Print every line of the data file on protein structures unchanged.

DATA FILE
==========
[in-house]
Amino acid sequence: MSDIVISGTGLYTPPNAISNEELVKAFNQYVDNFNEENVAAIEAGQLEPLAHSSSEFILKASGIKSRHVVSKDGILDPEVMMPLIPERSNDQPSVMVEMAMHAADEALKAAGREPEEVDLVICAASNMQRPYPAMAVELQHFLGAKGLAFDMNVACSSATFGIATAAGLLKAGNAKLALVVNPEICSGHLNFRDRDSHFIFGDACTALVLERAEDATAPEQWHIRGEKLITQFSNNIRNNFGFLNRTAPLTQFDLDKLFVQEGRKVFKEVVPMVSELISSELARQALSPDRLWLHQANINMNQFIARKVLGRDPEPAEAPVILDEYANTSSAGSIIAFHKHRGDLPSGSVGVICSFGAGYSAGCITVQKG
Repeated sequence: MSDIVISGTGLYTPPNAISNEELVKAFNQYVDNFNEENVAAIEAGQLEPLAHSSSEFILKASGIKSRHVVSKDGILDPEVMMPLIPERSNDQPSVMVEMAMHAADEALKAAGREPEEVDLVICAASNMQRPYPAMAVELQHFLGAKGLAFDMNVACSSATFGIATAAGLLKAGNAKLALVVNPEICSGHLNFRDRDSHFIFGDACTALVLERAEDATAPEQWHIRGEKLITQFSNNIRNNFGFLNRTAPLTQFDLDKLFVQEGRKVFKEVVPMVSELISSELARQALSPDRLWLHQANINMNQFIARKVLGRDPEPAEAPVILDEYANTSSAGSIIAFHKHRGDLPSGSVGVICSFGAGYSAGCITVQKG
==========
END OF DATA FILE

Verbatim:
[in-house]
Amino acid sequence: MSDIVISGTGLYTPPNAISNEELVKAFNQYVDNFNEENVAAIEAGQLEPLAHSSSEFILKASGIKSRHVVSKDGILDPEVMMPLIPERSNDQPSVMVEMAMHAADEALKAAGREPEEVDLVICAASNMQRPYPAMAVELQHFLGAKGLAFDMNVACSSATFGIATAAGLLKAGNAKLALVVNPEICSGHLNFRDRDSHFIFGDACTALVLERAEDATAPEQWHIRGEKLITQFSNNIRNNFGFLNRTAPLTQFDLDKLFVQEGRKVFKEVVPMVSELISSELARQALSPDRLWLHQANINMNQFIARKVLGRDPEPAEAPVILDEYANTSSAGSIIAFHKHRGDLPSGSVGVICSFGAGYSAGCITVQKG
Repeated sequence: MSDIVISGTGLYTPPNAISNEELVKAFNQYVDNFNEENVAAIEAGQLEPLAHSSSEFILKASGIKSRHVVSKDGILDPEVMMPLIPERSNDQPSVMVEMAMHAADEALKAAGREPEEVDLVICAASNMQRPYPAMAVELQHFLGAKGLAFDMNVACSSATFGIATAAGLLKAGNAKLALVVNPEICSGHLNFRDRDSHFIFGDACTALVLERAEDATAPEQWHIRGEKLITQFSNNIRNNFGFLNRTAPLTQFDLDKLFVQEGRKVFKEVVPMVSELISSELARQALSPDRLWLHQANINMNQFIARKVLGRDPEPAEAPVILDEYANTSSAGSIIAFHKHRGDLPSGSVGVICSFGAGYSAGCITVQKG